Another ripoff Duolingo...
Except this one is under the name "Doulingo".
I was just browsing the App Store today and came across this
It's deceiving for first-time users of Duolingo who haven't downloaded the app yet, and it's also $3
The part that made me laugh though was at the bottom...
Just wanted to let the Duo staff know about this.
It's amazing how many copies of Duo exist out there; I've never seen people copy a single app more than Duolingo.
Ha ha, "doulingo".
But seriously, hopefully Apple will shut this sucker down fast. That's a poor copy anyway, I don't see why anyone would download it and expect it to be Duolingo...at all.
It is a bad copy, but a lot of people have fallen for it. I was looking at the comments and people were complaining that it only had one language and that it was a bad app. It's also #132 or something on the charts, which is really strange that it's so popular.
would be nice to know if it has been bought in specific countries or regions.
Are these fake apps an Apple-specific problem? I've never found them in the Google app store.
Neither have I. I can only assume that Google's systems for blocking such abusive applications are a little more sophisticated.
It's not only Apple, though: people have also reported fake Duolingo apps in the Windows app store.
Strange, eh? I've always heard it said that Google app store is the wild west compared to Apple's, yet it seems to be the other way round.
if apple's store is bigger then Google's the percentage would be lower but the number of ripoff's would be higher but it doesn't seem like this is the case...
I thought apps had to be approved by Apple before they appear in the App Store?
Thats pretty funny! There are a lot of junk apps out there, thats how they get in, I guess! :)
Actually, there's been some research done on this very topic. Basically, scammers tend to make their scams obvious in order to lower their "false positives", which are the only costly parts of the venture.
Researcher Cormac Herley of Microsoft published a paper on this phenomenon with respect to Nigerian email scammers that still say they're from Nigeria. In that case, the goal is to limit their "follow ups" to only the victims that are truly very gullible. In the case of this Duolingo ripoff, the "false positive" is people that would eventually realize it's fake and cause legal problems for the company. In both cases, they're specifically targeting users that are too oblivious to notice the obvious scam. It's evil, but fascinating.
Interesting, writchie4. Do you think part of their scheme to eliminate false positives includes writing in very bad English? I'm not convinced these scammers are as intelligent as Cormac Herley gives them credit for being. This would be amusing if it didn't work as well as it apparently does: http://www.motherjones.com/politics/2014/03/what-i-learned-from-nigerian-scammers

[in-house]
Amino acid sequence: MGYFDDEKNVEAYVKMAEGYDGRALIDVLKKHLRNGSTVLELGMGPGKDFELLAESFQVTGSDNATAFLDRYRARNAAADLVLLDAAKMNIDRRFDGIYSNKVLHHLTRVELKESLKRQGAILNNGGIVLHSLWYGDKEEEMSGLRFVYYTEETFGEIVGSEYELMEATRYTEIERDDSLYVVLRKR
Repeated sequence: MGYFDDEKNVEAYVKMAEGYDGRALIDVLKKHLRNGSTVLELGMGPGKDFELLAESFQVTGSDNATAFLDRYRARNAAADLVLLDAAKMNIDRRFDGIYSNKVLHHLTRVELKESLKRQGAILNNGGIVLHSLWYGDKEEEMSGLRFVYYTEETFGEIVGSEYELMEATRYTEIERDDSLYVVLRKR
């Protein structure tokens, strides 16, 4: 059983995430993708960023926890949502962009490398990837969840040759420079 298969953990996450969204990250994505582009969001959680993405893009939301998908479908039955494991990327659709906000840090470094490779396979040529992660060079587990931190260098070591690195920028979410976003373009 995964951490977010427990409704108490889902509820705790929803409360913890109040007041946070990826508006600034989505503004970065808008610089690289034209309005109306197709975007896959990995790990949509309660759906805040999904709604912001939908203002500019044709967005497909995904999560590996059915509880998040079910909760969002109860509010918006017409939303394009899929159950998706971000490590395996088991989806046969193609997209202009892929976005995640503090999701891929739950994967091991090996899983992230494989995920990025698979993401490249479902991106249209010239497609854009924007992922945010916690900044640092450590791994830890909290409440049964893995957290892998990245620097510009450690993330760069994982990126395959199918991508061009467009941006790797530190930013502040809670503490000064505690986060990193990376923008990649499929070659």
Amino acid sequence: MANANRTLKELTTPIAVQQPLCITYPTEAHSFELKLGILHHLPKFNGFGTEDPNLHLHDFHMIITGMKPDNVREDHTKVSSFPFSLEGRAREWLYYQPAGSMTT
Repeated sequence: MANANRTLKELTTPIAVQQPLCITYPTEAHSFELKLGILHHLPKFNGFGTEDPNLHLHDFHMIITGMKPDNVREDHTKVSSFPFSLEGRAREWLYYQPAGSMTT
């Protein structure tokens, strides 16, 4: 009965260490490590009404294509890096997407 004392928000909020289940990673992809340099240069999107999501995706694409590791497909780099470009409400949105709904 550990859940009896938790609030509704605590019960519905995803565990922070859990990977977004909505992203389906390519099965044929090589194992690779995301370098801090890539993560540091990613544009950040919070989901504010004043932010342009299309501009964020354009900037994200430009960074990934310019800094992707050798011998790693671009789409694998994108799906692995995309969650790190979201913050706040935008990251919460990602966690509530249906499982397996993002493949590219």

In the case of the DOUlingo scam, they get more than $2.99. They have your email address, name, and the number of the account or credit card you used to make the payment. In short, a good way to compile a list of "known" gullible people without using the shotgun approach.
Do you think part of their scheme to eliminate false positives includes writing in very bad English?
In some cases, absolutely. According to this article from a few years ago, 70% of all people that respond to scammers actually end up sending them money. That's an amazingly good ratio, and I'd be absolutely floored if their emails weren't crafted in such a way as to try to maximize it.
That article I linked to gives some insight into how organized these groups can be. Young, intelligent people are brought into the system either willingly or under threats of violence from "mafia-like" bosses that take the lion's share of any profits made, and they justify their actions because they're scared, or because they can't resist the lure of the money (the average monthly salary in Lagos is something like 750 USD). It's a bad situation all around, but their efficiency in sucking money from gullible folks is really something to behold.
Wow, this is totally an oxymoron. "Learn languages for free, only $2.99!"
Talking about oxymoron... Some guy made an app called "I am rich" that did nothing and was 1000$ and 5 people bought it.
You sure it was Apple that made the app? It doesn't seem like a very Apple thing to do.
I'm not sure, but according to the video link I posted, they didn't make it - but they did approve it.
My bad, I'm sorry. This guy made it: http://i.kinja-img.com/gawker-media/image/upload/s--5OSnK8M1--/17ma89gld0ewojpg.jpg . I thought it was Apple because they have this thing going on with an overpriced, underperforming phone so i linked those 2 together.
Most of them are from Android, and you know, Android doesn't care about scammers more than Apple do
Oh, I know. Isn't the CEO Louis von Own or something? I have so many lengots in this, and I've finished my trii!
I've seen "Doulingo" before and it had Luis Van Ahn's name on the website too, making it seem like it was authentic.
Haha, well if it was "Luis Van Ahn" then that's just like "Doulingo", because Duolingo was founded by Luis Von Ahn.